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My 2004 Subaru Outback wagon failed inspection today due to an oil leak. I saw the oily mess under the front end. They cleaned all the oil off the underside and put in UV dye to diagnose the leak.

I'm supposed to go back tomorrow for a diagnosis, but I suspect they're going to "diagnose" something super expensive and possibly, totally unnecessary. Why? Because the very first thing they suggested was, "it's probably the head gasket." The head gasket was replaced at 140k miles in 2012 by a Subaru dealership I trust (in another state.) Since then, it's never overheated (never even close!) no white smoke, no coolant issues at all, no chocolate-milky oil goop, no head gasket symptoms. It's at 190k miles now, and the oil was changed just last week. (In another state at my parent's mechanic, he mentioned an oil leak but said it was "nothing serious.")

Attached is a photo of the area they cleaned (I drove it 5 miles, took picture.) Can anyone point to a more likely source of the oil leak? I'd like to go in there tomorrow having a clue, but I can't even identify the parts in the photo. That's the oil pan, right? Could it honestly be the head gasket again? So soon?

Help? Advice? Pity?
 

2004 Subraru Oil leak

 

Edited by MC1r

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Given the milage, if its an engine oil leak, it most likely coming from a seal or valve cover gasket. If its leaking coolant its most likely the head gasket. Seals and valve cover gaskets are relatively inexpensive repairs.

Edited by steve56

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good job taking a picture. Take the same photo tomorrow after more driving.

 

Short answer:

Crank seal ($500-$1000)

or valve cover gaskets ($200-$300)

 

Preferably get photos of the entire underside from frame rail on one side to the other. You've got most, but not all of it.

 

Bad leaks that get worse quickly are often (not always) seals - crank seal or cam seal. While the seals are $5, it's mostly labor. It's basically a timing belt job plus cost of seals. $500-$1000.

 

If you do it be sure to get a complete timing belt kit - tensioners and pulleys. The originals are devoid of grease by now and you have an interference engine and don't want to pay that labor cost twice (seal now, belt later).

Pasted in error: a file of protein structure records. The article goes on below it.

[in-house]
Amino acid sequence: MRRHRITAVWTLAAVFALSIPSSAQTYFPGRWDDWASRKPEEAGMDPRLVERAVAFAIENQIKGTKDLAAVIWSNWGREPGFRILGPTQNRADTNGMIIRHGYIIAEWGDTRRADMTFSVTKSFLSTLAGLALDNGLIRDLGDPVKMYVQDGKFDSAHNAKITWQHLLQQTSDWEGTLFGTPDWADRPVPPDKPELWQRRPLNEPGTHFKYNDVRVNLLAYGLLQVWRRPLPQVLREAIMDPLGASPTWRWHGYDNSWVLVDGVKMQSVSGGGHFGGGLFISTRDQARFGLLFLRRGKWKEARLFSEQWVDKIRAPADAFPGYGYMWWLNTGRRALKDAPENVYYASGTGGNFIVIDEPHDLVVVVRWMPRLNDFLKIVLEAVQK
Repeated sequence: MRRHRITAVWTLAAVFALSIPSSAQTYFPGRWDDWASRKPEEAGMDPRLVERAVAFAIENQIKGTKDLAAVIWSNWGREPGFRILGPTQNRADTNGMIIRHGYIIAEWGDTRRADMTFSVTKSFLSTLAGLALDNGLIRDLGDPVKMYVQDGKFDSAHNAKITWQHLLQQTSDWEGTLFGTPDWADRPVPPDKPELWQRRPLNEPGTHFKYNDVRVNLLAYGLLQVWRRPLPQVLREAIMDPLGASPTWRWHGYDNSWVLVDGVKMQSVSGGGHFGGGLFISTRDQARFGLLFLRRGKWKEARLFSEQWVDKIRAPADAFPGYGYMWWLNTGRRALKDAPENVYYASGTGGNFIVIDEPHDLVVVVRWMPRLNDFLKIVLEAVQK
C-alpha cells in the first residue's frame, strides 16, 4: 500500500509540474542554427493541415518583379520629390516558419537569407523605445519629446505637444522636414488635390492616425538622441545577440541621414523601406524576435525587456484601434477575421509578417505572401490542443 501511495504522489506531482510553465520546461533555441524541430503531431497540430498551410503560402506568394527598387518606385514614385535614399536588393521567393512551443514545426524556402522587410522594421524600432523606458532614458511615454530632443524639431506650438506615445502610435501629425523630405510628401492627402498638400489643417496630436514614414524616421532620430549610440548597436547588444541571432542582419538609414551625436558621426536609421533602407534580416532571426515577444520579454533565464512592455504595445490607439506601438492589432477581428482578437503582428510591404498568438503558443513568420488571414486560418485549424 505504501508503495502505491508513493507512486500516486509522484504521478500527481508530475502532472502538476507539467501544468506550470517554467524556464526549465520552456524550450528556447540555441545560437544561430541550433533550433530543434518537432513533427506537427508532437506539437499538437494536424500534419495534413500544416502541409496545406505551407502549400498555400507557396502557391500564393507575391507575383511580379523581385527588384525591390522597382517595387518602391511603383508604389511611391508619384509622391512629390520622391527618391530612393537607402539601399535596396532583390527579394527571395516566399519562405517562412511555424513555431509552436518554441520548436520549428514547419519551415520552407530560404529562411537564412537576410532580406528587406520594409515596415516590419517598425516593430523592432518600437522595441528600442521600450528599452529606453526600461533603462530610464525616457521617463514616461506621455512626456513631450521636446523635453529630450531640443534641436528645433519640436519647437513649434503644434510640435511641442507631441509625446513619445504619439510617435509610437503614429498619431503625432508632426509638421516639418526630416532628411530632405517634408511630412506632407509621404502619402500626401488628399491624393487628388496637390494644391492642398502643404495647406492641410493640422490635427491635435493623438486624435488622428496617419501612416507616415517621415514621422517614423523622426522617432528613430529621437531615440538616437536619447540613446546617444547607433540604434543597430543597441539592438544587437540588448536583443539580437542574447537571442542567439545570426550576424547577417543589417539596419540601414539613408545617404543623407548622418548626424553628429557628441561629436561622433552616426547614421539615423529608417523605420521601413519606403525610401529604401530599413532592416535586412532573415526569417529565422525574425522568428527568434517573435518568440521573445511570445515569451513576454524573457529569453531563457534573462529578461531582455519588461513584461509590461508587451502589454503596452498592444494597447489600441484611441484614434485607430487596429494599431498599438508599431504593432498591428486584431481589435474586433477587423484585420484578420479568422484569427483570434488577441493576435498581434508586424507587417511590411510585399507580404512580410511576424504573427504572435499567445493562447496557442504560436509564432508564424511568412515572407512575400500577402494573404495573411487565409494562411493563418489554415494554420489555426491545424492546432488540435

Crank seal costs $5 and could be replaced in two hours so an honest shop charging by the hour could conceivably repair this for $200 but that's unlikely to find and better off doing the timing components now as well.

 

A crank seal would leak around the center of the engine - arouns the oil pan as you do have pictures there.

 

Dont think too poorly of the shop - EJ25's leak oil externally at headgaskets all the time. Afailure mode you're apparently not familiar with - EJ25's do not mix oil and coolant, which you mention. So they're closer to factual than you are...as an illustration, though they're still likely to be wrong here, I just wouldn't fault them...yet. It's usually.2005+ models but sometimes earlier ones and replacements (which yours is) have more variations in failure modes. Few shops know these specifics/engines this well but HGs are probably more commonly seen than oil seals, if that's what yours ends up being.

 

Did you add oil if it lost a lot?

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All that being said headgaskets can fail a second time. Doesn't happen terribly often with OEM gaskets and dealers have a good track record overall. Though dealers don't generally install the best available gasket or resurface the heads.

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there are a number of likely suspects for oil leaks

 

from the front of the engine: Crank and/or Cam seals are the most common - oil will seep down through the seams of the timing covers - if these are leaking you run the risk of the timing belt being saturated in oil and causing failure.

Also of note is the oil pressure sensor at the top - under the alternator - when this goes it generally makes a pretty big mess, however.

 

sides of the engine: valve cover gaskets are the most common, but head gaskets can also be suspect

 

rear of the engine: oil separator plate - most common on mid to late 90s models that had a plastic plate (yours should be metal), rear cam seal (passenger side)

 

these are the most common oil leak areas, there are of course other potential areas such as the oil pan itself, oil fill tube, etc, but not all that common.

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Thank you all for your replies, you've been very kind.

I have not needed to add oil, I do check it at least once a month and it's never been low. I put cardboard under the engine overnight, and it's still totally clean - not one drop of oil.

 

I uploaded the photos I took yesterday and the pictures I took just now to BEFORE and AFTER Flickr albums. I drove 30 miles between the two sets of photos.

I don't see any new oil leakage. Do you guys see anything? This rusty drip concerned me, but it's dry to the touch and I can see it was there yesterday.

Most importantly, can you tell from my AFTER photos what's NOT the problem? I'm headed back to the mechanic this afternoon.

Thanks again!

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That's ridiculous, that's less oil leak than most subarus on the road. Go somewhere who doesn't wanna be a wongleflute about it. Most places in Maine don't really care about stuff like that...

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